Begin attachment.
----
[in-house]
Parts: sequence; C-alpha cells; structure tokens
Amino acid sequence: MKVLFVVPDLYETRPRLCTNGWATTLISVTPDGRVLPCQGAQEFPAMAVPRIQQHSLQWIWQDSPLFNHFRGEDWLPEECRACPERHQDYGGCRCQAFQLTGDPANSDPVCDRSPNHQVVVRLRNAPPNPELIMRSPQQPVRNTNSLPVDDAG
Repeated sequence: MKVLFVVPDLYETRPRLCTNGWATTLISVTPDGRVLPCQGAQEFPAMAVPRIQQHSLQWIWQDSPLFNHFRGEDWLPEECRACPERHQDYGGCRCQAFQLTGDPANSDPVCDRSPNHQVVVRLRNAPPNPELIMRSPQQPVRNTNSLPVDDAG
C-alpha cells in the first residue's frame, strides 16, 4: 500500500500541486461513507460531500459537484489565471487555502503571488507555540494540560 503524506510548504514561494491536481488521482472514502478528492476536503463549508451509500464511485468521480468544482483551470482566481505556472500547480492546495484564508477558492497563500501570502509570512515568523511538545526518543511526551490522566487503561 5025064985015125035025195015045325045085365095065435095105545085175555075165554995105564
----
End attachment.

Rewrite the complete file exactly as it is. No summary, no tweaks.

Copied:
[in-house]
Parts: sequence; C-alpha cells; structure tokens
Amino acid sequence: MKVLFVVPDLYETRPRLCTNGWATTLISVTPDGRVLPCQGAQEFPAMAVPRIQQHSLQWIWQDSPLFNHFRGEDWLPEECRACPERHQDYGGCRCQAFQLTGDPANSDPVCDRSPNHQVVVRLRNAPPNPELIMRSPQQPVRNTNSLPVDDAG
Repeated sequence: MKVLFVVPDLYETRPRLCTNGWATTLISVTPDGRVLPCQGAQEFPAMAVPRIQQHSLQWIWQDSPLFNHFRGEDWLPEECRACPERHQDYGGCRCQAFQLTGDPANSDPVCDRSPNHQVVVRLRNAPPNPELIMRSPQQPVRNTNSLPVDDAG
C-alpha cells in the first residue's frame, strides 16, 4: 500500500500541486461513507460531500459537484489565471487555502503571488507555540494540560 503524506510548504514561494491536481488521482472514502478528492476536503463549508451509500464511485468521480468544482483551470482566481505556472500547480492546495484564508477558492497563500501570502509570512515568523511538545526518543511526551490522566487503561 5025064985015125035025195015045325045085365095065435095105545085175555075165554995105564